Modern trains aren’t exactly known for breathtaking cabin aesthetics. No one is sad that their three-hour train journey is coming to an end because the ceiling is a masterpiece, or because of the dining car’s historic feel (with the exception of some beautiful vintage trains, of course).
Some train stations, on the other hand, seem built to keep you platform-bound. The domed ceilings, romanesque columns, gold-adorned walls, and palatial grandeur are enough to make many travelers consider intentionally missing their train so they can hang out in the station a little longer. While that never actually happens (probably), there’s no denying that some train stations in the US are aesthetically pleasing enough to qualify as travel destinations. From the Spanish revival-style Santa Fe Depot in San Diego to Victorian-era Main Street Station in Richmond, these are the most beautiful train stations in the US.
1. Grand Central Terminal, New York
Grand Central Station is arguably the most well-known train station in the US, and not just because it’s one of the busiest. This Beaux Arts-style station is famous for the 25,000 square-foot constellation mural painted across the arched ceiling, its giant chandeliers, striking frescoes, gold clock, and stately staircases. The station opened to the public in 1913, and now serves as far more than just a train station. Attracting more than 750,000 visitors a day in normal years, the terminal also doubles as a world renowned shopping destination and the location of restaurants and bars like The Campbell that can stand up to those in the rest of the city.
2. King Street Station, Seattle
Looking down at the floor of King Street Station, you might think you’re walking through Versailles rather than a train station in Seattle. Opened in 1906, the station weathered several attempts by developers to transform the building into something more contemporary. Luckily, in 2010, preservationists succeeded in restoring the main hall to its original form by retaining the beautiful ceiling, complex mosaic floor tiles, and marble columns. The building’s clock tower once made it the tallest building in Seattle, though it’s unfortunately off-limits to visitors.
3. Union Station, Los Angeles
Union Station in Los Angeles doesn’t conform to any established architectural style. Instead it follows one you won’t see pretty much anywhere else: Mission Moderne. The style is a blend of Spanish colonial, Mission Revival, and Art Deco. The result: a building with a truly SoCal vibe. The interior is defined by wood-inlaid ceilings, 1930s-style chandeliers, and leather sofas. There are also gardens and fountains, creating a park-like aesthetic. Perhaps most impressively — and in keeping with its location — the station has starred in several films, including Blade Runner and The Dark Knight Rises.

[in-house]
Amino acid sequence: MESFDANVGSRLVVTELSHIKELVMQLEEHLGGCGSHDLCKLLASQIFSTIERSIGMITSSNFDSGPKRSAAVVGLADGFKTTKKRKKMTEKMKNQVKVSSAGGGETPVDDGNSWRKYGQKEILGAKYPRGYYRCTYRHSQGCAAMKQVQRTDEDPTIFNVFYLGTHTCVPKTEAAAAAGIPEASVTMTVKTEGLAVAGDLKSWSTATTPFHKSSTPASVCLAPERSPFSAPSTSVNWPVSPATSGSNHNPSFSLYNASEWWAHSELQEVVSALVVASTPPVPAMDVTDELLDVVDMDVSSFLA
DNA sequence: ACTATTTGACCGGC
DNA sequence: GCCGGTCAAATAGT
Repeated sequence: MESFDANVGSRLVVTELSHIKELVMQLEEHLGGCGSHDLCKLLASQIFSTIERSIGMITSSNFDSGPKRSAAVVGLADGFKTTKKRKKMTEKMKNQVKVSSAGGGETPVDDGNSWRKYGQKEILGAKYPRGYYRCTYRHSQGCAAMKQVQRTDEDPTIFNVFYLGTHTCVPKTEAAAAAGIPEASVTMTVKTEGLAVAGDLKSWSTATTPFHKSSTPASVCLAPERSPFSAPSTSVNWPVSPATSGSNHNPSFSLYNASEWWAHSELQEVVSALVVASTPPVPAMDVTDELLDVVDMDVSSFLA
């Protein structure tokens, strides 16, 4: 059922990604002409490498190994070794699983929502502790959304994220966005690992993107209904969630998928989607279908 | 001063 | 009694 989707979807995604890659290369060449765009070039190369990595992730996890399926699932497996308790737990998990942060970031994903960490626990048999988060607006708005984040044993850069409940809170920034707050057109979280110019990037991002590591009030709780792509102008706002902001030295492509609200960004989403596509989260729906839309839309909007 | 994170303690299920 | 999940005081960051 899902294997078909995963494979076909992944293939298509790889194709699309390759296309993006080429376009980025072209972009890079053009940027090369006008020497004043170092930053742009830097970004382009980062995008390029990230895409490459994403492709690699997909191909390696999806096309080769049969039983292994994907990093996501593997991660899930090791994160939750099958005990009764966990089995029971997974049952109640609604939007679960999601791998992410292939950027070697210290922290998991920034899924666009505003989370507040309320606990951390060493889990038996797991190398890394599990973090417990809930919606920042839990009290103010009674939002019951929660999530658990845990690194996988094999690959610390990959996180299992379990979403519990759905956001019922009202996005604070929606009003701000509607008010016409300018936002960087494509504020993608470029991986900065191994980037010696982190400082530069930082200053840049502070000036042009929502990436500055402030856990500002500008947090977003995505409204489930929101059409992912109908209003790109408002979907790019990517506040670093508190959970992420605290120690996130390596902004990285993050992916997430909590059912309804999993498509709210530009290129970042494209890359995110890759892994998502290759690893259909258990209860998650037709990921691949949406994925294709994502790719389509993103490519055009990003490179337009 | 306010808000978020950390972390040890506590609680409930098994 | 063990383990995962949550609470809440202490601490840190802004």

4. Santa Fe Depot, San Diego
Built in 1915, this train station could easily be mistaken for being located in the Southwest. That’s partly due to its name — Santa Fe Depot — and partly because its architecture resembles what you might find in New Mexico. This station was built in the Spanish revival style that resembles many 17th century missions. The interior features redwood beam ceilings and walls defined by bright tiles and intricate Hispano-Moorish designs. Since the station is centrally located, it’s also an easy walk to the waterfront boardwalk.
5. Union Station, Kansas City
Built in 1914, Kansas City’s Union Station is a shining example of Beaux-Arts architecture. The Great Hall’s most eye-catching feature is the 95-foot ceiling with oak clusters, chandeliers, a massive clock, and the terracotta floors. Although the staton’s historic feel alone is enough to draw you there, more recent additions make the space even more original. It’s home to a rail history exhibit, a planetarium, a science center for kids, and a movie theater. The station also has a long history that’s not all glitz and glam. One of the most infamous moments in Kansas City’s Union Station past is the Kansas City Massacre in 1933, when five people were killed during a gang shootout.
6. 30th Street Station, Philadelphia
Usually the goal is to spend as little time as possible in the busiest train stations in the country. The opposite is true at Philadelphia’s 30th Street Station. The grand building is defined by its Art Deco chandeliers and its vast waiting rooms that stretch over 200 yards. Originally built for the Pennsylvania Railroad, this neoclassical building also has 71-foot-tall Corinthian columns, high gold, red, and cream-colored ceilings, and cathedral-style windows. Like any train station worth its salt, it featured in several Hollywood films, including Marnie and Witness.
7. Main Street Station, Richmond
You don’t even have to get off the highway for this train station to make an impact. Its six-story brick clock tower is visible from I-95. Inside, you’re greeted by a fully restored Victorian-era hall that’s colored white, peach, and green. Its platform is supported by the largest intact train system in the country, and was one of the last gable-roofed train sheds ever built. For good reason, it’s been added to the National Register of Historic Places and is designated a National Historic Landmark.
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